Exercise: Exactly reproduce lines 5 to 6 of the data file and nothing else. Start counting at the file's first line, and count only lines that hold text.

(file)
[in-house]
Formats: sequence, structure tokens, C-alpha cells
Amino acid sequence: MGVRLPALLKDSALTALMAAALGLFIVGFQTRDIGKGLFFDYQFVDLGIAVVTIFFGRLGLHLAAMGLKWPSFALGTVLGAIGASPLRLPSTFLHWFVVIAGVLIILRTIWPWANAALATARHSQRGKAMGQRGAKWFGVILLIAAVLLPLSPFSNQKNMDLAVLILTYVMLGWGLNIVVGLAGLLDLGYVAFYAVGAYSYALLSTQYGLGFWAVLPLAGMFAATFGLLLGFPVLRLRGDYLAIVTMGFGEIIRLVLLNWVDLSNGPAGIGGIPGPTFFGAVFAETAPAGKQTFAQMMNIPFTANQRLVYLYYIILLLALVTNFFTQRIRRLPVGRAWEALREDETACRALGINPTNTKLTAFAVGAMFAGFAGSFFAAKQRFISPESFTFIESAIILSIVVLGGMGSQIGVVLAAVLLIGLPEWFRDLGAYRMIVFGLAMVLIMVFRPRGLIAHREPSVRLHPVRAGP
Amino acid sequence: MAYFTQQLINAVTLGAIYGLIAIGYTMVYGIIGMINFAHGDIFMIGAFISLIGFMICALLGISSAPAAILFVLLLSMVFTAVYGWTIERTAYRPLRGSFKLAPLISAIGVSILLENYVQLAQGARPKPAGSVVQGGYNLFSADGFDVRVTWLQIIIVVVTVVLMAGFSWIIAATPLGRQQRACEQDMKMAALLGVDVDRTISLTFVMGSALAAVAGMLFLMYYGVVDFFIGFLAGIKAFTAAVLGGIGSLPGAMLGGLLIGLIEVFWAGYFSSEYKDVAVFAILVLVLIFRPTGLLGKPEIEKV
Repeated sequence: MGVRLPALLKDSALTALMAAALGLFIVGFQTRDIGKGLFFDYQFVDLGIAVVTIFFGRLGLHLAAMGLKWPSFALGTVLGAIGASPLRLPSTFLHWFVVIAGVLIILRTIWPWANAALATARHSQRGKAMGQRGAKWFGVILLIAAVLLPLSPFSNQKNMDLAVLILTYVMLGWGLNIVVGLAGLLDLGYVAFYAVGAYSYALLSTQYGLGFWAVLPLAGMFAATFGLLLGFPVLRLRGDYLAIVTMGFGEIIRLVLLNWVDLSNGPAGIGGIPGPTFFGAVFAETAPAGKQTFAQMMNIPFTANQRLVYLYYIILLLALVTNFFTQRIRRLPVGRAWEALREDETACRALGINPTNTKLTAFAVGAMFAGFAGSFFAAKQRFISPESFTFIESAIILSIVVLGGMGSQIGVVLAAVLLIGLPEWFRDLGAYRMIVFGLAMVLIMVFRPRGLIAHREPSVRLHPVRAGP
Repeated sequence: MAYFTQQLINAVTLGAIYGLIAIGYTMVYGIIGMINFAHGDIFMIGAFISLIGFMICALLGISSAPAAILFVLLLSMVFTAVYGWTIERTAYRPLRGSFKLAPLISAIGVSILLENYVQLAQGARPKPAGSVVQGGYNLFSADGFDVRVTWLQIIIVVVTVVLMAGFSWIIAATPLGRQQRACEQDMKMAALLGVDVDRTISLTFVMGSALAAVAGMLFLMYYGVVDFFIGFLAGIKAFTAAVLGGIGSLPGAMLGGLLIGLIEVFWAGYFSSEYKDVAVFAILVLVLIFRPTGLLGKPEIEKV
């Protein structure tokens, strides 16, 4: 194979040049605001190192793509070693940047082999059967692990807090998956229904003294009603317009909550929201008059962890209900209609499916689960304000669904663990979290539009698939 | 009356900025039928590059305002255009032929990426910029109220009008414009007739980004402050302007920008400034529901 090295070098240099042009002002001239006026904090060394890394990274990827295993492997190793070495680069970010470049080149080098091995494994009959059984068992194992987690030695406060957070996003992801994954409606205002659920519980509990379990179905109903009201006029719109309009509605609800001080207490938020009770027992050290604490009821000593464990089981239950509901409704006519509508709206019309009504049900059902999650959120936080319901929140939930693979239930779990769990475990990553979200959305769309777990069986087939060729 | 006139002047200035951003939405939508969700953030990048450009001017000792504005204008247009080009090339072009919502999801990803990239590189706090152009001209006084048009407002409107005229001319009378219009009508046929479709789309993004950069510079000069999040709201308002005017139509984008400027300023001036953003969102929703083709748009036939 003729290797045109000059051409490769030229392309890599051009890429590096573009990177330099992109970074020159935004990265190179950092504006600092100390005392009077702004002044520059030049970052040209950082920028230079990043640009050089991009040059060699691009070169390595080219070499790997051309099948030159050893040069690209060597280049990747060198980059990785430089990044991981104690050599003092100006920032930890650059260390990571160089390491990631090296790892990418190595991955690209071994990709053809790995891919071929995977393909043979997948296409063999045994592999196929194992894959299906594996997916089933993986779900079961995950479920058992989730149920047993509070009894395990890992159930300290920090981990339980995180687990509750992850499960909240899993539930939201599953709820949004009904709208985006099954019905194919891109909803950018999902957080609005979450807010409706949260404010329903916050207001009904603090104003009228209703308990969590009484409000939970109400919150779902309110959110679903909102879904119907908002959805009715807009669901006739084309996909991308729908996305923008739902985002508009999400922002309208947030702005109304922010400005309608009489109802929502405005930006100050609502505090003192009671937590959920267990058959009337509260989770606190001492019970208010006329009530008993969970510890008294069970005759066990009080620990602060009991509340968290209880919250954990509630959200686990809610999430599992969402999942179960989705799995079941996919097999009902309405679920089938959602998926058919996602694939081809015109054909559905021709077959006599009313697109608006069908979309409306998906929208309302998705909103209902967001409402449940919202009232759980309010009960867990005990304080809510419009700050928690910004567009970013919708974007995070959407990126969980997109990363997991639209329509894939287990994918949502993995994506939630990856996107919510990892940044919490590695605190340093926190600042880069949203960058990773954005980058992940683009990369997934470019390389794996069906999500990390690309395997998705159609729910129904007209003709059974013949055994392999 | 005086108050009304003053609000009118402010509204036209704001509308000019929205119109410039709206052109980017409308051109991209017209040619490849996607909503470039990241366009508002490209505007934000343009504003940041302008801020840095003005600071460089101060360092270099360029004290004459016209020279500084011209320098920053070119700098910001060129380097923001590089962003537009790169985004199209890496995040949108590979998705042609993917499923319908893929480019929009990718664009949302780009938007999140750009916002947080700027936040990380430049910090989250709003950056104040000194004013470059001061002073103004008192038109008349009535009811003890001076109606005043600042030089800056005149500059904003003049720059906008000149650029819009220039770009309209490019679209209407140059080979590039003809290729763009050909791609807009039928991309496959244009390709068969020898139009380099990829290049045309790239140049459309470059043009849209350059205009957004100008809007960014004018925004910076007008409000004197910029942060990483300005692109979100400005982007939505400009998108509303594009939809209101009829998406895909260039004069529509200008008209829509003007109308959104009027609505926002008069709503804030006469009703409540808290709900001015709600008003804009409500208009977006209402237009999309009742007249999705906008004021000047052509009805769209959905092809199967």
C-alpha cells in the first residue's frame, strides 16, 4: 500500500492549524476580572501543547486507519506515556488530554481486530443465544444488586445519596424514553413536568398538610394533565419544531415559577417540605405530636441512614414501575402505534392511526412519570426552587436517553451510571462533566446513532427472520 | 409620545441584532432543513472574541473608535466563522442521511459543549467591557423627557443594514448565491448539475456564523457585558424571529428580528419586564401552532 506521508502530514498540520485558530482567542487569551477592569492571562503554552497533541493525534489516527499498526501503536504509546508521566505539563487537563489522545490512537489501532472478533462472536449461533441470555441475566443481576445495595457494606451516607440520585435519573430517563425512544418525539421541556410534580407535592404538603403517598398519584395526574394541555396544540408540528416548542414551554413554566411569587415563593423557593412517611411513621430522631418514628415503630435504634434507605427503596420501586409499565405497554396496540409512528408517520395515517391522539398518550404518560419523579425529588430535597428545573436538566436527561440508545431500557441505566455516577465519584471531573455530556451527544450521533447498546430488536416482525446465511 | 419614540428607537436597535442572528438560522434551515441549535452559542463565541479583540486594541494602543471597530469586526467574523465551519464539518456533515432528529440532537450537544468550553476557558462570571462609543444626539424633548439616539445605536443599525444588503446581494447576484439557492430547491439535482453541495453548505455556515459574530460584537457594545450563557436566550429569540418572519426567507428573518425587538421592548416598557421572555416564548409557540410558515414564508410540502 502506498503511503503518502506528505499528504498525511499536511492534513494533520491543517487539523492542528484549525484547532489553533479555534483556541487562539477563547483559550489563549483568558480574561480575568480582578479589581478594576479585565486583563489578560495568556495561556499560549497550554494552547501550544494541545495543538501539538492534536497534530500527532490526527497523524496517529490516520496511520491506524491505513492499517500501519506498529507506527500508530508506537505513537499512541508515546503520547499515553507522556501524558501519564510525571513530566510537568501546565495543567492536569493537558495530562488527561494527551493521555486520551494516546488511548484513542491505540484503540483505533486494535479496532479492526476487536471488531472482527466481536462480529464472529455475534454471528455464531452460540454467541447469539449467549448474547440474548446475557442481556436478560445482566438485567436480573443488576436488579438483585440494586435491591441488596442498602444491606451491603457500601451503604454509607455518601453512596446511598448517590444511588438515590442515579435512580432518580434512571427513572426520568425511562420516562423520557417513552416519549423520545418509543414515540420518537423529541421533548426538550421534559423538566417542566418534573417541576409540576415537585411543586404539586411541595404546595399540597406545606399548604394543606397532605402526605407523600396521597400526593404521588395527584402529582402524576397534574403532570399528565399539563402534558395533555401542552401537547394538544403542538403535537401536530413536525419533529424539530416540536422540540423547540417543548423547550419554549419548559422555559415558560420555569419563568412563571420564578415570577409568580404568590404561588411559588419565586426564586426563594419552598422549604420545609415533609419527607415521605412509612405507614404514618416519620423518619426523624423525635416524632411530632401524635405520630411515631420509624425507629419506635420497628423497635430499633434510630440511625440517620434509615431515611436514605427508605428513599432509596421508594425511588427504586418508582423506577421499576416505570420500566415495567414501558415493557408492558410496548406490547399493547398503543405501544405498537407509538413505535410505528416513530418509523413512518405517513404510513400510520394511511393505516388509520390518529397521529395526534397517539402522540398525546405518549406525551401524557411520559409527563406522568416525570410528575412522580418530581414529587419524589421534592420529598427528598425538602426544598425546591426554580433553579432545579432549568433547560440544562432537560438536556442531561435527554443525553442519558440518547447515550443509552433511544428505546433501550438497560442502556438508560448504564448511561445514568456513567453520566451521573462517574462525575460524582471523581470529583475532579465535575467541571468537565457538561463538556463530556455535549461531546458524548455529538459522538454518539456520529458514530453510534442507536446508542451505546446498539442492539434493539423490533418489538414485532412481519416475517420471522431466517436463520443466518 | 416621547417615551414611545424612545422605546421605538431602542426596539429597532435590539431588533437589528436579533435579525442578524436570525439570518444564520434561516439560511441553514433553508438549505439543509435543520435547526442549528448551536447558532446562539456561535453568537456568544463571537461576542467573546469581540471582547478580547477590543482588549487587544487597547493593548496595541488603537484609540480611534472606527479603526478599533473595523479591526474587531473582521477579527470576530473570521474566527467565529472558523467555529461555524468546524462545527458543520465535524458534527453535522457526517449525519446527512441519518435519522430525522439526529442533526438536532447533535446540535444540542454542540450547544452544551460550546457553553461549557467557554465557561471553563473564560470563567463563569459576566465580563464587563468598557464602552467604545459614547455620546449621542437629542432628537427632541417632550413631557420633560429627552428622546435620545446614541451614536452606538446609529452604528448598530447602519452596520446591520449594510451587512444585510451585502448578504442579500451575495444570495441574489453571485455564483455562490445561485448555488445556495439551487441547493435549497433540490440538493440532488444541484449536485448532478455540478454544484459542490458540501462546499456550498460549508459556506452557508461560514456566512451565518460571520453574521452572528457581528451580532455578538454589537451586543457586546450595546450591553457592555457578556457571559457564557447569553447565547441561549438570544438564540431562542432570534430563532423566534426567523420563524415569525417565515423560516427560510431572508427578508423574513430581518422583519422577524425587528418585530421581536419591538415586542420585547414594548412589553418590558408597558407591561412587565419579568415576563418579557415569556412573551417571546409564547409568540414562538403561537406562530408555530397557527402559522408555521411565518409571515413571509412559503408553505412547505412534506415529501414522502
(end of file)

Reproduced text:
Repeated sequence: MGVRLPALLKDSALTALMAAALGLFIVGFQTRDIGKGLFFDYQFVDLGIAVVTIFFGRLGLHLAAMGLKWPSFALGTVLGAIGASPLRLPSTFLHWFVVIAGVLIILRTIWPWANAALATARHSQRGKAMGQRGAKWFGVILLIAAVLLPLSPFSNQKNMDLAVLILTYVMLGWGLNIVVGLAGLLDLGYVAFYAVGAYSYALLSTQYGLGFWAVLPLAGMFAATFGLLLGFPVLRLRGDYLAIVTMGFGEIIRLVLLNWVDLSNGPAGIGGIPGPTFFGAVFAETAPAGKQTFAQMMNIPFTANQRLVYLYYIILLLALVTNFFTQRIRRLPVGRAWEALREDETACRALGINPTNTKLTAFAVGAMFAGFAGSFFAAKQRFISPESFTFIESAIILSIVVLGGMGSQIGVVLAAVLLIGLPEWFRDLGAYRMIVFGLAMVLIMVFRPRGLIAHREPSVRLHPVRAGP
Repeated sequence: MAYFTQQLINAVTLGAIYGLIAIGYTMVYGIIGMINFAHGDIFMIGAFISLIGFMICALLGISSAPAAILFVLLLSMVFTAVYGWTIERTAYRPLRGSFKLAPLISAIGVSILLENYVQLAQGARPKPAGSVVQGGYNLFSADGFDVRVTWLQIIIVVVTVVLMAGFSWIIAATPLGRQQRACEQDMKMAALLGVDVDRTISLTFVMGSALAAVAGMLFLMYYGVVDFFIGFLAGIKAFTAAVLGGIGSLPGAMLGGLLIGLIEVFWAGYFSSEYKDVAVFAILVLVLIFRPTGLLGKPEIEKV